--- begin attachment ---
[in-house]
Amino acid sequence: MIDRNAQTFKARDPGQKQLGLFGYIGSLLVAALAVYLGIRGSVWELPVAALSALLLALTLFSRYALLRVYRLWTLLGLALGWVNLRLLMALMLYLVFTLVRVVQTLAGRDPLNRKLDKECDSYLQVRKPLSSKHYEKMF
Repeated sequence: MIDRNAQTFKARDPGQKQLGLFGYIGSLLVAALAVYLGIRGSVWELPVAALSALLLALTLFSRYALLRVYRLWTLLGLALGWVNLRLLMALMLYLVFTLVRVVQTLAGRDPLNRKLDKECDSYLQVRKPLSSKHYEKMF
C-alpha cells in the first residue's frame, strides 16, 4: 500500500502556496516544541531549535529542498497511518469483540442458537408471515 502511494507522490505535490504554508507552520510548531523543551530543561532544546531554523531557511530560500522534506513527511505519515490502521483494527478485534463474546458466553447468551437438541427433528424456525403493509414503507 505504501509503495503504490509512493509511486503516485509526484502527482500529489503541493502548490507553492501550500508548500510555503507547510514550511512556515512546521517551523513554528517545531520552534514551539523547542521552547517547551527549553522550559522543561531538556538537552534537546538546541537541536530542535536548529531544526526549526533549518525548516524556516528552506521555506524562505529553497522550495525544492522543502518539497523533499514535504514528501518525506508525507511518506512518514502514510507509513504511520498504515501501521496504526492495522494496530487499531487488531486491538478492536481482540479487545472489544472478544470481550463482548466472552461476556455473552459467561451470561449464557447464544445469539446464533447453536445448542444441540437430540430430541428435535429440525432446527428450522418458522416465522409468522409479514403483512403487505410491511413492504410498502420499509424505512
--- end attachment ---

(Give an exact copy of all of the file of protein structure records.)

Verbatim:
[in-house]
Amino acid sequence: MIDRNAQTFKARDPGQKQLGLFGYIGSLLVAALAVYLGIRGSVWELPVAALSALLLALTLFSRYALLRVYRLWTLLGLALGWVNLRLLMALMLYLVFTLVRVVQTLAGRDPLNRKLDKECDSYLQVRKPLSSKHYEKMF
Repeated sequence: MIDRNAQTFKARDPGQKQLGLFGYIGSLLVAALAVYLGIRGSVWELPVAALSALLLALTLFSRYALLRVYRLWTLLGLALGWVNLRLLMALMLYLVFTLVRVVQTLAGRDPLNRKLDKECDSYLQVRKPLSSKHYEKMF
C-alpha cells in the first residue's frame, strides 16, 4: 500500500502556496516544541531549535529542498497511518469483540442458537408471515 502511494507522490505535490504554508507552520510548531523543551530543561532544546531554523531557511530560500522534506513527511505519515490502521483494527478485534463474546458466553447468551437438541427433528424456525403493509414503507 505504501509503495503504490509512493509511486503516485509526484502527482500529489503541493502548490507553492501550500508548500510555503507547510514550511512556515512546521517551523513554528517545531520552534514551539523547542521552547517547551527549553522550559522543561531538556538537552534537546538546541537541536530542535536548529531544526526549526533549518525548516524556516528552506521555506524562505529553497522550495525544492522543502518539497523533499514535504514528501518525506508525507511518506512518514502514510507509513504511520498504515501501521496504526492495522494496530487499531487488531486491538478492536481482540479487545472489544472478544470481550463482548466472552461476556455473552459467561451470561449464557447464544445469539446464533447453536445448542444441540437430540430430541428435535429440525432446527428450522418458522416465522409468522409479514403483512403487505410491511413492504410498502420499509424505512